Department of Defense “Dos and Don’ts” for the 2008 Election Year

  • Published
  • By 1st Lt. Daphne M. LaSalle
  • 97th Air Mobility Wing Assistant Staff Judge Advocate
Who's a contender in the White House race of 2008? Even though the fields are narrowing, it could still be anybody's race. As engaged citizens in our democratic society, active-duty military members and civilian employees are encouraged to fulfill their political obligations of voting. However, with the heightened publicity of the political arena adding pressure to participate, Department of Defense employees should familiarize themselves with the DoD Directives regarding permissible and prohibited political activities.

As an active-duty service member you are encouraged to vote. A member of active duty may register, vote, and express personal opinions regarding political candidates and issues. Members may join political clubs; attend political/partisan meetings and/or rallies; and even contribute financial support to particular political organizations or candidates. Members may also display political bumper stickers on their personal vehicles and write letters to newspaper editors expressing personal views on public issues. Members may not at any time act as a representative of the armed forces while exercising their personal rights to engage in such political activities.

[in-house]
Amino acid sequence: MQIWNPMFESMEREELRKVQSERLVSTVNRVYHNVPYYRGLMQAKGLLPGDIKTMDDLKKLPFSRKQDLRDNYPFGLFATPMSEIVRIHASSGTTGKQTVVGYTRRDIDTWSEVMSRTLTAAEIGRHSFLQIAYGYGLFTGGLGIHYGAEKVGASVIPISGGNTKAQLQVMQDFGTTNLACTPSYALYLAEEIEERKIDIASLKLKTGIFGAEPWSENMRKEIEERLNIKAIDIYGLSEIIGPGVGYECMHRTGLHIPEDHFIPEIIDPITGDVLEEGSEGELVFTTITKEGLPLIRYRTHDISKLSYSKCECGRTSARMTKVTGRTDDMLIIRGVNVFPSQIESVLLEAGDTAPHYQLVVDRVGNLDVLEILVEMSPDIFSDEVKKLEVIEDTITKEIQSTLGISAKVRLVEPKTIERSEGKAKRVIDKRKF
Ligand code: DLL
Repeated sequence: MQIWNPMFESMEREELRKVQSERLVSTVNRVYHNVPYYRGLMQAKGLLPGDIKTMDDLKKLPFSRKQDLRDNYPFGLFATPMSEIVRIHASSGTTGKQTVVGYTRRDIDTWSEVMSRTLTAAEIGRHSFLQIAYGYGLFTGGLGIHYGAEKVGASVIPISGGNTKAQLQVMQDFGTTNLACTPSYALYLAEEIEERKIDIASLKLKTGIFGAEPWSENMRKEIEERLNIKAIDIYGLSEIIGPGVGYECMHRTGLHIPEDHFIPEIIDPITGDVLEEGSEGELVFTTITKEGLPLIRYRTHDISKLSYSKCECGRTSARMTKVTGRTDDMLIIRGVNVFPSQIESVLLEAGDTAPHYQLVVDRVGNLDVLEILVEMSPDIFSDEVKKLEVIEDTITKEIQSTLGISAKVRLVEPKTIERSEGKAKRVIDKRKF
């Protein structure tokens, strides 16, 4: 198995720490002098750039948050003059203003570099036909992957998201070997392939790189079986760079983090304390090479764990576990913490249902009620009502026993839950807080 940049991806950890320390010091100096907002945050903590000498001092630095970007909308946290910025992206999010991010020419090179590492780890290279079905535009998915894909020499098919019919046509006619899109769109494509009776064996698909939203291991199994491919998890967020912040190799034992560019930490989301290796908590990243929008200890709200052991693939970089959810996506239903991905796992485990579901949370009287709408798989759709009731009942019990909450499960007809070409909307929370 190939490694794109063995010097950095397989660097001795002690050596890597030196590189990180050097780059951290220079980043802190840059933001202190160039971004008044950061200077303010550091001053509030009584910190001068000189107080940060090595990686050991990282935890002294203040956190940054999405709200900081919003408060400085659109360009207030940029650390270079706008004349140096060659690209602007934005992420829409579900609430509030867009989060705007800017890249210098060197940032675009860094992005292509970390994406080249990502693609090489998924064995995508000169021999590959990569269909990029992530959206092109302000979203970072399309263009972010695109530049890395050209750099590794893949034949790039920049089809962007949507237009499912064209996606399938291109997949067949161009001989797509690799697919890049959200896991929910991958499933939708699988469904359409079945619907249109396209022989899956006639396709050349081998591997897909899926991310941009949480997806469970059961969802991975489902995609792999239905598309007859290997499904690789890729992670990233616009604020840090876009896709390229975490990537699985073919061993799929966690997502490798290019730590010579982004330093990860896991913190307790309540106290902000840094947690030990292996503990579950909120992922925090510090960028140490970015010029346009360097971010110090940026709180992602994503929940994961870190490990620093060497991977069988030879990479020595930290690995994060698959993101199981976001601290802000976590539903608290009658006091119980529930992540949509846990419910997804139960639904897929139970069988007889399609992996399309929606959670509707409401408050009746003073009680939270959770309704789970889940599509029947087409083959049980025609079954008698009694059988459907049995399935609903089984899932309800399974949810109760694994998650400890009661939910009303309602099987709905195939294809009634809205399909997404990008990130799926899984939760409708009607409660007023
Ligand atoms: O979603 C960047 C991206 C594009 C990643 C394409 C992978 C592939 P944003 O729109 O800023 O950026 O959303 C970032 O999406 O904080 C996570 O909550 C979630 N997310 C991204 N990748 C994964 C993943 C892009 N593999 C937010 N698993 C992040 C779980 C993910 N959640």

Active-duty military members are prohibited from participation in partisan events as an official representative of the armed forces, soliciting contributions for political objectives from other armed forces members, and speaking at partisan political campaigns or conventions.

Like active-duty military members, civilian employees of the Department of Defense also have restrictions that limit their participation in political activities. The Hatch Act prohibits civilian employees from becoming a candidate in a political election in which any candidate represents a political party, raising money for partisan political campaigns, using their official authority or influence to interfere with or affect election results, using their title when participating in political activities, and soliciting campaign contributions via telephone -- to name a few.

A comprehensive list of "Dos and Don'ts" for active-duty personnel may be viewed at "Dos and Don'ts" for civilian employees may be viewed at Any additional questions may be directed to your base legal office.